The idea that Ukraine could win the war is no longer unthinkable. In order to safeguard the European project, the most effective way to contain escalation of the conflict is, by all possible means and without wasting time, to support armed resistance against the aggression for which Russia, and Russia alone, is responsible. Putin’s Russia will have to engage in a collective examination of conscience, similar to that about Nazi Germany after the war ended. And the path to this will be via its defeat in Ukraine.
*This article was previously published in El País
So far, Putin has failed. He hasn’t brought Ukraine to its knees, as he evidently believed would happen, and as he led his population and other states (and most especially China) to believe so they’d support him. This fact speaks for itself. It diminishes the image of Russian power, inside and outside the country, while also consolidating Ukraine’s existence, a little more every day. The collective response of the population, whether of Ukrainian or Russian origin, is hastening the process (and having probably reached a point of no return) of national and institutional construction that dates back to 2014 after the first failed attempts of the Orange Revolution in 2004. Now, after the Ukrainian counteroffensives, the idea that Ukraine could win the war is no longer unthinkable.
Besides armed resistance, Ukrainian citizens have found the simplest, bravest, and most determined way of resisting the aggression, namely getting on with the most normal life possible. The population is proud of this “new normal” which, with echoes from the Spanish Civil War, has adopted its own version of ¡No pasarán! (They shall not pass). “Things are very simple in Ukraine. If a missile doesn’t fall on your head, you go to work”, Oleksandra Romantsova, director of the Centre for Civil Liberties and the 2022 Nobel Peace laureate, recently remarked. With such civic mobilisation, the task of the Russian “denazifiers” isn’t easy, despite the plans laid out and put into practice in the occupied territories, where the denazification of which the Kremlin speaks is no mere slogan for propaganda purposes.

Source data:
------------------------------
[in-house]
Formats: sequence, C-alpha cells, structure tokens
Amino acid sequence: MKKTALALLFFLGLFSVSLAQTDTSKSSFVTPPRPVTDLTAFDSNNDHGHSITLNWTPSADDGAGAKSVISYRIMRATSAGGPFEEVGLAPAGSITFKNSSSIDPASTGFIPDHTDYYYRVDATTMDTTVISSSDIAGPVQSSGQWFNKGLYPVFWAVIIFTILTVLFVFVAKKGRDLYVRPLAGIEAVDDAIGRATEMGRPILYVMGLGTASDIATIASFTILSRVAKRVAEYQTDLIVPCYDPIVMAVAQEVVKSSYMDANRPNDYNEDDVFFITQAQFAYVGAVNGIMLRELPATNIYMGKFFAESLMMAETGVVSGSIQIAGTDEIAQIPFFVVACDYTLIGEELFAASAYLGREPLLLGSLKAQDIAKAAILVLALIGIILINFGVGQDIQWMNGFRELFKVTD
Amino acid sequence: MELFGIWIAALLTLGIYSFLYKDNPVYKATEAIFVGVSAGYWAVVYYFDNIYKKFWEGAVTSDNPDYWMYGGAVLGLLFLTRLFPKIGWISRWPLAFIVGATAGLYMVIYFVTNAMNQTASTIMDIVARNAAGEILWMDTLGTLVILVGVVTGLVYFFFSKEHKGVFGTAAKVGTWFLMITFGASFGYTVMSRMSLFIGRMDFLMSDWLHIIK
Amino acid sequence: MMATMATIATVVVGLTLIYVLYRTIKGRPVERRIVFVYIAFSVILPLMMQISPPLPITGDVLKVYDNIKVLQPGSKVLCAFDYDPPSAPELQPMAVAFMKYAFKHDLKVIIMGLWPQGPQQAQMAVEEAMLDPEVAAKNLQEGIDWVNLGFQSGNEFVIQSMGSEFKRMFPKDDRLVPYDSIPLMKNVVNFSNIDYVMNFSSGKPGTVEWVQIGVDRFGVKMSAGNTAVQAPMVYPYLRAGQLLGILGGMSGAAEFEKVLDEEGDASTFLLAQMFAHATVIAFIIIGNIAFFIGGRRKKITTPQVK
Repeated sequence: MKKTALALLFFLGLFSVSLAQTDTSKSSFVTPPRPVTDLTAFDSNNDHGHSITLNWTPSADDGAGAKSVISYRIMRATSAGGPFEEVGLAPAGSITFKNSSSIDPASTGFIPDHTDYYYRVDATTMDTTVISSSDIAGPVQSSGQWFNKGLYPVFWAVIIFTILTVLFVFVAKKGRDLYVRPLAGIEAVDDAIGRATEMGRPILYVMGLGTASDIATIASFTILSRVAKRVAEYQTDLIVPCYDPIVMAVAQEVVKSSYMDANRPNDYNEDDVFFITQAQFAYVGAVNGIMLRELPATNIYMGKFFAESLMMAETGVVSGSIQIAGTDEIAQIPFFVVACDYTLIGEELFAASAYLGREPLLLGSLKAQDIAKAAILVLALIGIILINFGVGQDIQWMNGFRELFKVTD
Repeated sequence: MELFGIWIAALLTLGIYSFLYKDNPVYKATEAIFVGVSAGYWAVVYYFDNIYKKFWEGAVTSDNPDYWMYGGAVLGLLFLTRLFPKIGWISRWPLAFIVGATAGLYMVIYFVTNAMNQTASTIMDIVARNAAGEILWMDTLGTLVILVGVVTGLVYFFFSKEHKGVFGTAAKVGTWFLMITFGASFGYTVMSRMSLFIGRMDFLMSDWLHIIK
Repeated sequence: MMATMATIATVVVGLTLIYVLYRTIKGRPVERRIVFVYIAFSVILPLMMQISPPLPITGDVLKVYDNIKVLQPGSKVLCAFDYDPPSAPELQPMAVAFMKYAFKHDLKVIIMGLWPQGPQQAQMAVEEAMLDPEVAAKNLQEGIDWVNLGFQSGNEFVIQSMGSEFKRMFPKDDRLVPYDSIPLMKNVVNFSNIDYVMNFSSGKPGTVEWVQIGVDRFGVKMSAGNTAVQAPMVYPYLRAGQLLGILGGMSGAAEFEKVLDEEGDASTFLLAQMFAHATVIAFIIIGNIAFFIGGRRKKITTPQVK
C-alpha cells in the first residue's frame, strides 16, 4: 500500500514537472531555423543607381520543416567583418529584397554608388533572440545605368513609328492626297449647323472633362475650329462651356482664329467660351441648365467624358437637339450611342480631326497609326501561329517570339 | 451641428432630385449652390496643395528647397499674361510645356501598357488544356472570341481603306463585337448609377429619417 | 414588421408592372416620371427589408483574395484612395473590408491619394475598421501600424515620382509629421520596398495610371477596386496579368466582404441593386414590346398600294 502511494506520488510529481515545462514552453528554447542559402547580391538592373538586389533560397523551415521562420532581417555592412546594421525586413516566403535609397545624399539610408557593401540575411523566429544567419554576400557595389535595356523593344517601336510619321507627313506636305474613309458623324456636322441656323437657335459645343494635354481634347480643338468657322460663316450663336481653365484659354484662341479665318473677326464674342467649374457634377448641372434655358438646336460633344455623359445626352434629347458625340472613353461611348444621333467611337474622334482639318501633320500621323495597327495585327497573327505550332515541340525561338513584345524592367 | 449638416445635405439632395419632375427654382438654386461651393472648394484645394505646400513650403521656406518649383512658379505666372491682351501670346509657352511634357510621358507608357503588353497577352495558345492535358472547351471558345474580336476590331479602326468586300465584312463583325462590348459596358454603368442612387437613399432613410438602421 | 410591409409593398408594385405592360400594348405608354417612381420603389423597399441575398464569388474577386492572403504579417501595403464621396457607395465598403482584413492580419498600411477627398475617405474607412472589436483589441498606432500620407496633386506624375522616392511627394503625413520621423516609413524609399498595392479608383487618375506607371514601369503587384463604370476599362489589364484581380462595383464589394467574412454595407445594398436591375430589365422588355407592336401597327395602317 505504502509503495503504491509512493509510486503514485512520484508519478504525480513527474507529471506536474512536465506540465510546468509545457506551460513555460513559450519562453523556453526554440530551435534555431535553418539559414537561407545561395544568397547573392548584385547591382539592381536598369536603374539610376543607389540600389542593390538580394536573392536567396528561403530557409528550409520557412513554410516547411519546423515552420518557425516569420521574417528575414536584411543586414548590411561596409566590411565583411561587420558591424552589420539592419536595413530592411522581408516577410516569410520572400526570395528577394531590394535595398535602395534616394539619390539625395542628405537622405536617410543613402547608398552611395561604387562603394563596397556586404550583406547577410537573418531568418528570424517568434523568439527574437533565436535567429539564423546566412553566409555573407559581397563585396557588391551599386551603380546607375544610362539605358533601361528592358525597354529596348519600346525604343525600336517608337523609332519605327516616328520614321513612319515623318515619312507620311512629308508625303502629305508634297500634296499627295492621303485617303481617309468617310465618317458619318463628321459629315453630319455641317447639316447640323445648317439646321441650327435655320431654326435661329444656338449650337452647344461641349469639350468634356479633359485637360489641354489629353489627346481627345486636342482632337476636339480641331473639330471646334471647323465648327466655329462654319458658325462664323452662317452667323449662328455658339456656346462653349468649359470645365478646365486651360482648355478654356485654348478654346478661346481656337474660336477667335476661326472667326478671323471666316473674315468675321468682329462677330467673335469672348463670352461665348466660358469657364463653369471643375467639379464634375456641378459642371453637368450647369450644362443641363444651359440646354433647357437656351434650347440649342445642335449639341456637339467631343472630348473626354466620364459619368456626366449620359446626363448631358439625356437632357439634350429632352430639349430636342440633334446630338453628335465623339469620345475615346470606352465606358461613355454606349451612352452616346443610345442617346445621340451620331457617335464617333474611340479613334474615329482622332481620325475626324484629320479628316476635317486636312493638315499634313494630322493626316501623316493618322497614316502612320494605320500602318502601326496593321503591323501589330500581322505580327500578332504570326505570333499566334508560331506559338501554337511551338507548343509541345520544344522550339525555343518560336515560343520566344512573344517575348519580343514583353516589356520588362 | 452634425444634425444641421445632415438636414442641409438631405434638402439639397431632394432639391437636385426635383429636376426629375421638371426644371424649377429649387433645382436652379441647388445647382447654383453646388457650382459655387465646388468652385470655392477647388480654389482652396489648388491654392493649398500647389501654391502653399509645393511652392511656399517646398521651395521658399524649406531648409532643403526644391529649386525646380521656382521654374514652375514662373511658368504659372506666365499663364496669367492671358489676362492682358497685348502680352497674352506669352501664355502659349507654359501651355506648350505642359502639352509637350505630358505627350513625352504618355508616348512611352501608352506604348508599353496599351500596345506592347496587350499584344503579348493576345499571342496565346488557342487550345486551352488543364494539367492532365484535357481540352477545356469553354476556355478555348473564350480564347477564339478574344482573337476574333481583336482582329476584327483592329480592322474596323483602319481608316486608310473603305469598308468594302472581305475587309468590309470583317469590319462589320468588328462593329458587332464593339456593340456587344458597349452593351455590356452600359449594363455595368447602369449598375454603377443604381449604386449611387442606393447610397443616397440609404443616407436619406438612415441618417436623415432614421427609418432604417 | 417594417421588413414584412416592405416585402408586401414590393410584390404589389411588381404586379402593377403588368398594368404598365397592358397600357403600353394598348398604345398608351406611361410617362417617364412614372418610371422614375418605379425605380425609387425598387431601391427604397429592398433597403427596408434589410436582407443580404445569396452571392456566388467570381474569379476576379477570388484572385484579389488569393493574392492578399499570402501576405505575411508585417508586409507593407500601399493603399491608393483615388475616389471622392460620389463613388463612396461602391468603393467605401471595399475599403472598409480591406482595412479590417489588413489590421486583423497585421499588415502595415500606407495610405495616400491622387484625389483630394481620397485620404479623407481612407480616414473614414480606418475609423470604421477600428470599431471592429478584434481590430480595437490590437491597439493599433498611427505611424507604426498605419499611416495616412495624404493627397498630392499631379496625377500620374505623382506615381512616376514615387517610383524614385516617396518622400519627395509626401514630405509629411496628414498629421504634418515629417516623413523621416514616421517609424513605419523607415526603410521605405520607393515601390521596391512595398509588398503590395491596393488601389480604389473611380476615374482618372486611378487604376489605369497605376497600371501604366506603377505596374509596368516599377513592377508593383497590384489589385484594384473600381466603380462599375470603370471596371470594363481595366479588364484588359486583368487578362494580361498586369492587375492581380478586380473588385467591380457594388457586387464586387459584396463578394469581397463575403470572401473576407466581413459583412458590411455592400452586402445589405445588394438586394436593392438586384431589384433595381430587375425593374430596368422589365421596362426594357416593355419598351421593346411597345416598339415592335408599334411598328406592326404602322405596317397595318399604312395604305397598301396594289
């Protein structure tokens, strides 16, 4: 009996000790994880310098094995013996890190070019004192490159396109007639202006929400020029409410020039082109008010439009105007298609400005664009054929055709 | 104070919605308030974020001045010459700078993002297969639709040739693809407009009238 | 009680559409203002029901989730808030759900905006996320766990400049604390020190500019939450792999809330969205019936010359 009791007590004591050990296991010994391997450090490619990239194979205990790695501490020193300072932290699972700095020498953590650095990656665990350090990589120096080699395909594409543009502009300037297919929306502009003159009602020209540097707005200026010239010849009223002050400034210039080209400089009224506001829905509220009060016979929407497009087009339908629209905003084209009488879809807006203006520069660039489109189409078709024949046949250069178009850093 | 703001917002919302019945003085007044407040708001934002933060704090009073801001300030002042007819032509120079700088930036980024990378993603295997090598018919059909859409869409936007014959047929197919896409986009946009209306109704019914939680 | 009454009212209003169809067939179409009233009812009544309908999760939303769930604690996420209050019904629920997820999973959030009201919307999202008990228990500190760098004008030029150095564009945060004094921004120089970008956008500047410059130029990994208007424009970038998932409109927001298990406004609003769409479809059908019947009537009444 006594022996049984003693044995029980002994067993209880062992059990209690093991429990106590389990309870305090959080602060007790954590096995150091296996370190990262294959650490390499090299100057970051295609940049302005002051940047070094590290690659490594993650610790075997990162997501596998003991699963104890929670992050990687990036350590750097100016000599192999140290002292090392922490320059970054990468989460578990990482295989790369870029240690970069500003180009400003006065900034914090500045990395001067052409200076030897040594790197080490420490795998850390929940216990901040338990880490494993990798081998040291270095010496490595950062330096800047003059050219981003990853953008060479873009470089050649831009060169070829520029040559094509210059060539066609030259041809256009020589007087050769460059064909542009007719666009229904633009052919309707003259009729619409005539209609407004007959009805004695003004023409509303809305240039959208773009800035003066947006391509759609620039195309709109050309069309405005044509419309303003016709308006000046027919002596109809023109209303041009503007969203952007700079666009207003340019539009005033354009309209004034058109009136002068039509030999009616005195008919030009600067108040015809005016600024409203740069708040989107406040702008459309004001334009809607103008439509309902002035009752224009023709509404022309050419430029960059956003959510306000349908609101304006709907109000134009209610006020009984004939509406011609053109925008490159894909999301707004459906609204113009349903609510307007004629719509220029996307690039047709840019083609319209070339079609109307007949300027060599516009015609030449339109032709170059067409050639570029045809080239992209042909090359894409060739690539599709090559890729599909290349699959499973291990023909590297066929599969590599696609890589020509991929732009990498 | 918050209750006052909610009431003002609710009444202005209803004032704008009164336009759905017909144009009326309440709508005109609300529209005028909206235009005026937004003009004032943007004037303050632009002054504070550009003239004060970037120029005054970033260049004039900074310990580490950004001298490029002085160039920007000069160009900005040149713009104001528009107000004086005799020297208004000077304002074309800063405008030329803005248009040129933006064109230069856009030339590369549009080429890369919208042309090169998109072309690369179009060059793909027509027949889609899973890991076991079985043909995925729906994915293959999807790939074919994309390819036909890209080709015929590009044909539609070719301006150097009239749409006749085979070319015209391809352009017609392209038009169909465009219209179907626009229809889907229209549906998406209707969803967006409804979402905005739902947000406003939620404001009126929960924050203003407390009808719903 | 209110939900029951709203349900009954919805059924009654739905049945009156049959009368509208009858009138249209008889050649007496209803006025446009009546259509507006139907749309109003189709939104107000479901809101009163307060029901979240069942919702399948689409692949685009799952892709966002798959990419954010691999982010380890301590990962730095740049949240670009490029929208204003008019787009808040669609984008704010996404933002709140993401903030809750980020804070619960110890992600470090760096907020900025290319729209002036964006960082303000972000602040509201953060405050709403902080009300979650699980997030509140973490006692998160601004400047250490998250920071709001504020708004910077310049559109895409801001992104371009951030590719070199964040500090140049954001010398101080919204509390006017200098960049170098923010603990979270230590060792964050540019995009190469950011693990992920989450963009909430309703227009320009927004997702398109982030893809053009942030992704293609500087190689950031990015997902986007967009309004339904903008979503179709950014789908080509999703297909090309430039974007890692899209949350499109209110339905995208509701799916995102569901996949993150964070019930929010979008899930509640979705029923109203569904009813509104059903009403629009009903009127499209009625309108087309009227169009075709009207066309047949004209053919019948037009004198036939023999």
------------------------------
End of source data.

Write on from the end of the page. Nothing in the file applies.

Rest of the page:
Lest anyone be misled, it’s worth noting what Moscow actually means by “denazification”. One of the leading Russian ideologues of the term, Timofey Sergeytsev, explains in a highly illustrative article titled “What Russia Should Do with Ukraine”, published in April 2022 by the state-owned news agency Ria Novosti that, “A total lustration must be conducted … The further denazification of this bulk of the population will take the form of re-education through ideological repressions (suppression) of Nazi paradigms and a harsh censorship not only in the political sphere but also in the spheres of culture and education.” He goes on to say that “the name of Ukraine cannot be kept …” because, “The collective West is in itself the architect, source, and sponsor of Ukrainian Nazism”. Hence, “the redemption of their guilt before Russia for treating it like an enemy can be manifested only by relying on Russia in the processes of restoration, revival, and development. No “Marshall Plans” can be allowed to happen on these territories”. Accordingly, “Denazification will inevitably include de-ukrainization” but, since “Ukrainism is an artificial anti-Russian construct that has no civilizational substance of its own, a subordinate element of an extraneous and alien civilization ... the denazification of Ukraine means its inevitable de-europeanizationz.”